Petition drive starts in support of Guild’s wage proposal, expansion of cities eligible for differentials

Nothing says union solidarity like signing your name to a petition! Please check any of the following to sign. Adding your name to all of them is highly encouraged. Guild members and non-members can sign. If you don’t have the private link to sign the petitions, reach out to your steward.


Wage Proposal Petition

Dear Daisy Veerasingham and Julie Pace:

Working at The Associated Press is among the highest honors for any journalist. Guild members are privileged to contribute to the report in myriad ways, and we are cognizant of the preeminent role we all play in the world’s news ecosystem.

Our contract negotiations are taking place at a time of record inflation, with real estate prices and living expenses rising far faster than our salaries. The current wage minima, as well as AP’s new 2% raise proposal, are not sustainable in this economy, nor in line with our competitors or even recent AP job postings.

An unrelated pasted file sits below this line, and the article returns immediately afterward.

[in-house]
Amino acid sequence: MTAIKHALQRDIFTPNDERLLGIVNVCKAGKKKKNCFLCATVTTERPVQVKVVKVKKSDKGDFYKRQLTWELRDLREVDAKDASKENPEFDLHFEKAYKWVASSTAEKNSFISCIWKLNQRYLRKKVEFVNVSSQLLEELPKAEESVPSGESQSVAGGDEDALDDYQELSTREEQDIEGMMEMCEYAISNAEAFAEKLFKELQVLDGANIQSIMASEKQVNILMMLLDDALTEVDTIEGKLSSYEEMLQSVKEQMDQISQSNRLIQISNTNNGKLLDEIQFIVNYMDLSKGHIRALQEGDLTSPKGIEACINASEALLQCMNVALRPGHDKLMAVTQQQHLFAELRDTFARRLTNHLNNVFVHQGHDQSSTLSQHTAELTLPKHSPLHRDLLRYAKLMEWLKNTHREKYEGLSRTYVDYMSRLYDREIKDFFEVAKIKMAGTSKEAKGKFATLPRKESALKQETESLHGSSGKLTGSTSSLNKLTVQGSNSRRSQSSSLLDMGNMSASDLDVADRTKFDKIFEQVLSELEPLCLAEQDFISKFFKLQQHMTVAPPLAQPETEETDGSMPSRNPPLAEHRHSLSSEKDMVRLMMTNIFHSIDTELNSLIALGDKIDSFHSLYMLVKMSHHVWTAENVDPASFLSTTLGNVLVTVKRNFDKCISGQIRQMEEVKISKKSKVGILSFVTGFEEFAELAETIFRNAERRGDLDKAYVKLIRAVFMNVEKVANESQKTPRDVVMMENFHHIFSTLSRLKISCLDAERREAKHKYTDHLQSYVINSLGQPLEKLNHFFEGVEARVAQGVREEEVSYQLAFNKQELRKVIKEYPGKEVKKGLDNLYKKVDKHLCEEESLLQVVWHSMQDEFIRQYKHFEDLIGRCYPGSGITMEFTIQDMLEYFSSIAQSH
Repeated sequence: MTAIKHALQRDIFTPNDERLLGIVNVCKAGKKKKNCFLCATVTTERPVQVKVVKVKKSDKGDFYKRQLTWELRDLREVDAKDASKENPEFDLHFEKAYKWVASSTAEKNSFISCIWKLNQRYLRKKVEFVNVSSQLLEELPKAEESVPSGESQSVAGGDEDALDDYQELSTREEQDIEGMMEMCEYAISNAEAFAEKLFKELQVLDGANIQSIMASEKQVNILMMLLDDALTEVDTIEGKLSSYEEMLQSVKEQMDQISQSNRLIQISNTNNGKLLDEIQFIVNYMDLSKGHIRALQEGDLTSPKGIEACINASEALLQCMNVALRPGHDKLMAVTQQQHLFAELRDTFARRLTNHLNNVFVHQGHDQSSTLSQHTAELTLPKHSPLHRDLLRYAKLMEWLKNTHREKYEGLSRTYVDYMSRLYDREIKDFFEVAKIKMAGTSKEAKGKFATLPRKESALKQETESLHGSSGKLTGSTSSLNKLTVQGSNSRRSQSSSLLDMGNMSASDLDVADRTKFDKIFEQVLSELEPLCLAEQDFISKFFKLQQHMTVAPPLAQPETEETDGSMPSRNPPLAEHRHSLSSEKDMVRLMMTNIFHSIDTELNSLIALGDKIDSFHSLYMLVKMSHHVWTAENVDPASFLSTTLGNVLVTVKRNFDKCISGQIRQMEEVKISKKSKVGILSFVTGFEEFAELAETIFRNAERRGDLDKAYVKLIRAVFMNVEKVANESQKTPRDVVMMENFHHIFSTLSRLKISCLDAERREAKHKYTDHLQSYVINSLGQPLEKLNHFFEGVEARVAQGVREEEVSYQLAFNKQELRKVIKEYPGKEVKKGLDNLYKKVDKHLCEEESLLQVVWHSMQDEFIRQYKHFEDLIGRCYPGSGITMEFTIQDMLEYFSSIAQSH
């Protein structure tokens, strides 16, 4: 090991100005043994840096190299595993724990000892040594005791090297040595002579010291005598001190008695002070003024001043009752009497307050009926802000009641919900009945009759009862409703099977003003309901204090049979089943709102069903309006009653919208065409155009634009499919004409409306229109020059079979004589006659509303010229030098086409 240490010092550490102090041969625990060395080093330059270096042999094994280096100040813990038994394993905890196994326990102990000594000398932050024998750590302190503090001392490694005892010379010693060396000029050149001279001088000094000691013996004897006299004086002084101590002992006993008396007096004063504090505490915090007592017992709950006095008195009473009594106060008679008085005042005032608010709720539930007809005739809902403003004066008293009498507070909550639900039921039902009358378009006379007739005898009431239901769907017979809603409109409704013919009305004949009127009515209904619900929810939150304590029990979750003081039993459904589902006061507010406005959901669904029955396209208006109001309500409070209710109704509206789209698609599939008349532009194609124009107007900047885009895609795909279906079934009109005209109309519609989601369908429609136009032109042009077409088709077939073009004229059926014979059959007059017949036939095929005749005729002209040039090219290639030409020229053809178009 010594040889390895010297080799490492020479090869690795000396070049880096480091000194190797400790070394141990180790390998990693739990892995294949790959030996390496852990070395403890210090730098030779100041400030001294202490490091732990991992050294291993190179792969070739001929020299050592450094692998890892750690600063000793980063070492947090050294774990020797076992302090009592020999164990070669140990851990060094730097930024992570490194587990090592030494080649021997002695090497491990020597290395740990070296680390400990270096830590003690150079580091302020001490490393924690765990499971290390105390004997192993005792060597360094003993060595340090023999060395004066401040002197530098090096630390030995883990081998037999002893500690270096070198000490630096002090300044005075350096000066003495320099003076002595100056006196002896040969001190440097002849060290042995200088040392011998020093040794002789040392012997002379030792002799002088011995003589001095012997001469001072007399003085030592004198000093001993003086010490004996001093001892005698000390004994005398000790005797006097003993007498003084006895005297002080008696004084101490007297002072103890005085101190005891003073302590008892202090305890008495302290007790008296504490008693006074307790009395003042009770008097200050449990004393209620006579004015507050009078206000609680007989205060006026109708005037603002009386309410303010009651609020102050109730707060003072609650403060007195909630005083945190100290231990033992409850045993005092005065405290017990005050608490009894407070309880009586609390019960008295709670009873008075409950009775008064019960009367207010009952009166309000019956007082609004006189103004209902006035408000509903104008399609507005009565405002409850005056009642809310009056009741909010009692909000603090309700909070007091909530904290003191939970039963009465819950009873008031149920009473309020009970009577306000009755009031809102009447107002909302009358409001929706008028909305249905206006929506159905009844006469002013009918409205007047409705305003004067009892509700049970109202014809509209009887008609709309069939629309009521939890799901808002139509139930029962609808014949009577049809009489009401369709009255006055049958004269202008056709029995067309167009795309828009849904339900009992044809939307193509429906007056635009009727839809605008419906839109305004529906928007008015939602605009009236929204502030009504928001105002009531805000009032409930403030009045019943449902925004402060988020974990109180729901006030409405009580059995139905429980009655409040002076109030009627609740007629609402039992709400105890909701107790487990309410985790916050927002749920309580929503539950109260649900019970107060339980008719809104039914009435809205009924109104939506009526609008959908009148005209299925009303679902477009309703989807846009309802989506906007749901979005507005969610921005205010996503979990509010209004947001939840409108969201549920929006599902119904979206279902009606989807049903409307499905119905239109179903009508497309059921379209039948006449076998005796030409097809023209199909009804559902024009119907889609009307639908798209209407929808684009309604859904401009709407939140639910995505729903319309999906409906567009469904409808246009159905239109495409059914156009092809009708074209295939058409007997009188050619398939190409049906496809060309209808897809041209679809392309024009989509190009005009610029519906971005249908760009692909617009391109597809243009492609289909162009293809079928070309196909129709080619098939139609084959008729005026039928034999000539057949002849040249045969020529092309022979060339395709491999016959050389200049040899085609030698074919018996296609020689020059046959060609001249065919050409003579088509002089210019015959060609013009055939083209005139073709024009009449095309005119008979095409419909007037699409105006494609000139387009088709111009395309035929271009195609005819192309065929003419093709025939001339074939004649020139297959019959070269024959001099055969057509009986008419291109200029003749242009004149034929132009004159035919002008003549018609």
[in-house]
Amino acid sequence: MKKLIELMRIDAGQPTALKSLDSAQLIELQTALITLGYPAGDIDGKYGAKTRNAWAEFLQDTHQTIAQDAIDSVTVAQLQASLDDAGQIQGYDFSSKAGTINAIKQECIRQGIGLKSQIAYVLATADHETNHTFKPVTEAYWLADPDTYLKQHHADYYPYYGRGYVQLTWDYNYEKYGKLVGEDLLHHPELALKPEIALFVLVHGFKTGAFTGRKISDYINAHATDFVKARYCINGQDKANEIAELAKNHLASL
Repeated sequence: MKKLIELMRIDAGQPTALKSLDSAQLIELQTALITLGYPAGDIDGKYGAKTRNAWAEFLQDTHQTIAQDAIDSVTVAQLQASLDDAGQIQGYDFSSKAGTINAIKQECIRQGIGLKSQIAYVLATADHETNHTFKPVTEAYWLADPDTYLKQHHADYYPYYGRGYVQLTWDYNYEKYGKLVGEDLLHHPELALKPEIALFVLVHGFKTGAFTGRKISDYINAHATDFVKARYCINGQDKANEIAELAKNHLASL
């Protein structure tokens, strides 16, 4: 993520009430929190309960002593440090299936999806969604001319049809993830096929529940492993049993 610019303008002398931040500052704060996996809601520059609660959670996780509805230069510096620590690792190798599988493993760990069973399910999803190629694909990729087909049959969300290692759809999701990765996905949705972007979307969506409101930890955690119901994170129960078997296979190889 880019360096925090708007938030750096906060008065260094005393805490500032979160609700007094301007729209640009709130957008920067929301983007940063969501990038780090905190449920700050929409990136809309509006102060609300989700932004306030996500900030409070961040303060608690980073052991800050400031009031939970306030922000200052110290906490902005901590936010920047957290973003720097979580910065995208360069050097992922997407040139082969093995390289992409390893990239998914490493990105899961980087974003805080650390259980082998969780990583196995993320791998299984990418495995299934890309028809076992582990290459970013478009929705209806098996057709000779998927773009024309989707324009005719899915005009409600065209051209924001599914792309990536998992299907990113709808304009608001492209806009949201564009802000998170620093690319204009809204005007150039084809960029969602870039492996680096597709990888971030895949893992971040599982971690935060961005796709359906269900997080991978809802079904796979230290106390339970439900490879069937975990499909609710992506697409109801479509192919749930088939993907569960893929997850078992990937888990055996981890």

Our Guild workforce is full of experts across beats and in breaking news. More than half of us have over 19.6 years of journalism experience. Yet our median base salary is an embarrassing $83,644. It’s even worse when you consider that the median AP employee has been here for 17.6 years — the vast majority of their career.

Because of the current pay structure, which tops out at six years of experience – roughly equivalent to that of someone in their late 20s – longtime staffers and mid-career hires are in effect penalized for their longevity in this industry. Our wages have been stagnant for years at best and decades at worst.